Raspberry Pi of Death Blog

By N. Leveck

On electronics and music

So, I am a software guy. Wrote my first line of code in 1985 at age 9. It was in LOGO on on contemporaneous computer of the era. I was living in a small village 45 minutes outside of Erlangen, West Germany at the time. nostalgia

I hold a degree in microcomputer electronics, but never intended to do anything with the electronics side. In 1998 I got a job as a computer tech / programmer, then in 2005 I got the job I have now as an electronics technician in the oil-field. I just kinda fell into that one. I have only had two real jobs in my adult life, and intend to retire from the second one eventually knock on wood I am good at what I do, I can fix equipment over the phone with another person's hands. But, I still remain a software guy.

The point of all this is combination: the aggregation of one's skills to create something rad. In music I love to be unorthodox. I have crafted extreme metal albums which utilize only country western drum patterns. I love to put noise as a layer under the instrumentation, entire ambient soundscapes living under blackened metal. Midi is awesome for this sort of thing, but so is AM radio not tuned to a station. Maybe AM radio not tuned to a station, fed thru a guitar pedal. Maybe an altec freq generator lined in and tuned to get almost a synth effect. Maybe a contact mic'd mbira (thumb piano) run thru a distortion pedal. Maybe a recorder playing into a folgers coffee can covered in socks. It is getting to where I am looking forward to these next days off because I have ideas floating around in my head...

Speaking of electronics: my drum kit. It started life as a cheapy $250 mideli (read: generic) electronic drum kit. Upon the frame this came with, I built my own drum pads -- remo practice pads, foam slit in half, 8" cake pan bottoms, piezo transducer, 1/4" mono jack. Then I purchased a roland trigger module and a double kick pedal. All told the drum kit project cost me $2,400 (there is some midi electronics, cabling, stands I bought to kill cross-talk, etc...), but the wife didn't balk because I worked months on this and it was not an all-at-once expense.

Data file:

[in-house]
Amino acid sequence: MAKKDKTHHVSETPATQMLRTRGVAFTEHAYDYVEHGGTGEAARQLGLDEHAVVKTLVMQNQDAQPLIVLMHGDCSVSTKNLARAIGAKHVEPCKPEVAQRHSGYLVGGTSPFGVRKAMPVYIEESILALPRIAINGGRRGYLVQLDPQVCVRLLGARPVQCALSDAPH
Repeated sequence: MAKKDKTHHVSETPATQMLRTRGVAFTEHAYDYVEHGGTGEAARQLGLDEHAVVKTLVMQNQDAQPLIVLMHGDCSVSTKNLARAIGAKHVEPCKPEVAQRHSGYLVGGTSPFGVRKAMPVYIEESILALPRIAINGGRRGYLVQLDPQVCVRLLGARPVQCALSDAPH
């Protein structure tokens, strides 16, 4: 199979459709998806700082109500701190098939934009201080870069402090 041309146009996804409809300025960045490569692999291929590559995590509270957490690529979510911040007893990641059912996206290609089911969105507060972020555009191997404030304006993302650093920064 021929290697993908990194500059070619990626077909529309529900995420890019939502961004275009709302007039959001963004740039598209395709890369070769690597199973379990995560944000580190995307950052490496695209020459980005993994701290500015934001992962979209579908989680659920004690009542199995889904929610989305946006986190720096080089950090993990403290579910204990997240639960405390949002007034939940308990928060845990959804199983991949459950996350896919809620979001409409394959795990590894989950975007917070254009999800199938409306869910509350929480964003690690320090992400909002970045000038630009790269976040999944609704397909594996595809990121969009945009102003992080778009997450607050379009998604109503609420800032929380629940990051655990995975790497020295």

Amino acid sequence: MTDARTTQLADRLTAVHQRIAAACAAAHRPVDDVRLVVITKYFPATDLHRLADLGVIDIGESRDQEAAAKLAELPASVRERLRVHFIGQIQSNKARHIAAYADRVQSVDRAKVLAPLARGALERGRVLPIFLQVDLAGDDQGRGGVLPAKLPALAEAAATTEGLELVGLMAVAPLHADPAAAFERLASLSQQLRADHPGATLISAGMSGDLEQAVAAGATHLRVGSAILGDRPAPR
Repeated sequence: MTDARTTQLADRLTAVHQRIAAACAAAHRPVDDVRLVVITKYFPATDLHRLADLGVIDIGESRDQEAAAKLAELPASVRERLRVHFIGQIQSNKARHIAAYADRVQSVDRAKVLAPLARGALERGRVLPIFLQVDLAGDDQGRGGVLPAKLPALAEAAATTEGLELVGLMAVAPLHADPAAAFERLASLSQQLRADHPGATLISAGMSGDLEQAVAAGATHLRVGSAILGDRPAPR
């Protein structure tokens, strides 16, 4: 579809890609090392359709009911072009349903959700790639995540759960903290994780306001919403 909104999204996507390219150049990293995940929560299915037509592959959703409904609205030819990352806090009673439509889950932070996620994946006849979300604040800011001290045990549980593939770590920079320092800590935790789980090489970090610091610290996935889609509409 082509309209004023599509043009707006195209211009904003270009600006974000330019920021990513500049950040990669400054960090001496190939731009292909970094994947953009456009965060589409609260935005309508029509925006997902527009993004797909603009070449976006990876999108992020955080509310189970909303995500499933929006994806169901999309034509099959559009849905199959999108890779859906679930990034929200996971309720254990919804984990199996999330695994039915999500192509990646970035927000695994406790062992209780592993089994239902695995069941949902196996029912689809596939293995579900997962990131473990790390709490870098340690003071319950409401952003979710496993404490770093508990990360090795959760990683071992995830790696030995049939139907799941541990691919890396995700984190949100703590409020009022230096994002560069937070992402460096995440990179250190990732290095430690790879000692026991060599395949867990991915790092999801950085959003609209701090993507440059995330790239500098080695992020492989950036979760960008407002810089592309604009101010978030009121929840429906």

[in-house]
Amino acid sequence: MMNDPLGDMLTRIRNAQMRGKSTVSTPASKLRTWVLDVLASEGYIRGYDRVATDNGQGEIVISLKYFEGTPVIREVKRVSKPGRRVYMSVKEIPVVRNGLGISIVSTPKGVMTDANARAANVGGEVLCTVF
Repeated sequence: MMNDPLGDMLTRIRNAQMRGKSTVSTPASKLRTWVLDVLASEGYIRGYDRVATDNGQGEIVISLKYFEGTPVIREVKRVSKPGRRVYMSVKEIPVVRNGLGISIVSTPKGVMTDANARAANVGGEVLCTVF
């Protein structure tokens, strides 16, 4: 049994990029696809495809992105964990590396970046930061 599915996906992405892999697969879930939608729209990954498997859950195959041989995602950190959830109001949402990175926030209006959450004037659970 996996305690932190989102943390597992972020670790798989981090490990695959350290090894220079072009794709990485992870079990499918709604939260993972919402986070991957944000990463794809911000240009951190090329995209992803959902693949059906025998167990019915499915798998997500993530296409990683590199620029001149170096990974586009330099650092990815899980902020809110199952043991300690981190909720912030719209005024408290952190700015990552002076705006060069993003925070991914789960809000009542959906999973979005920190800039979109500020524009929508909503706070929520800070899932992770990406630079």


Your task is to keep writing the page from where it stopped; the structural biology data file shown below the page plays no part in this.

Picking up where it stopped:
Then there is a couple drum machines... These can feed via midi to become, well anything at all. So you end up with a rhythmic synth. Maybe feed it to a sample of my pan pipes or whatever. It is only a lack of imagination that is limiting.

Frequency can also hold emotion. I have entire albums when there is an underlying low frequency drone of the binaural beat equated with fear. It generates anxiety when you listen to it. I am also a huge fan of recording guitar dry, then feeding it thru two different amp sims on the left and right, usually pushing the right channel a few milliseconds ahead of the left. This also tends to generate anxiety. I was able to induce vertigo in an acquatence in Mexico using this technique.

I like to record vocals with multiple mics and move while performing. With hard panning, the vocal track will move around your head. It is a good effect. I have four different "go-to" voices I like to use. Black metal rasp, death metal growl, punk/thrash throaty yell, and a rock voice that sounds David Bowiesque. Reverb (but not too much) is necessary for vocals. They do not sound right to me wihout some reverb.

Speaking of reverb: space. At age 13 I read The Hammer of the Gods, the Led Zeppelin bio. It details their use of space. Mic'ing amps from several feet away or across a room. This captures room reverb and your ears detect the space between the sound source and the mic. I love recording my drum kit lined into a PA, with at least two mics in different parts of the room.

I also love to play different instruments, and I have a lot of them. Many woodwinds, guitars, various stringed (violin, mandolin, banjo, hurdy gurdy, autoharp, bass), accordian, harmonica, struck/plucked types (glockenspeil, mbira), keyboards, etc. Notes are a matrix, you can find what you need given any instrument. I am not a virtuoso on anything, but I treat them all as ingredients. Layers and mixing.

I also love recording to cheap cassette tape via a cheap cassette recorder. A couple of examples: Natanas - Spore From A Mushroom0, and Boarstusk - Collected Rehearsal Recordings1. No extra mixing, just layers of tape recordings, using the built in mic on a $20 tape recorder from Wal*Mart. The analog fuzziness is something I am a fan of.The feel of old thrash, death, and black metal demos left it's mark on me. The ambience added by uncrisp recording is part of the experience.

Yep. I need to clean up the studio...

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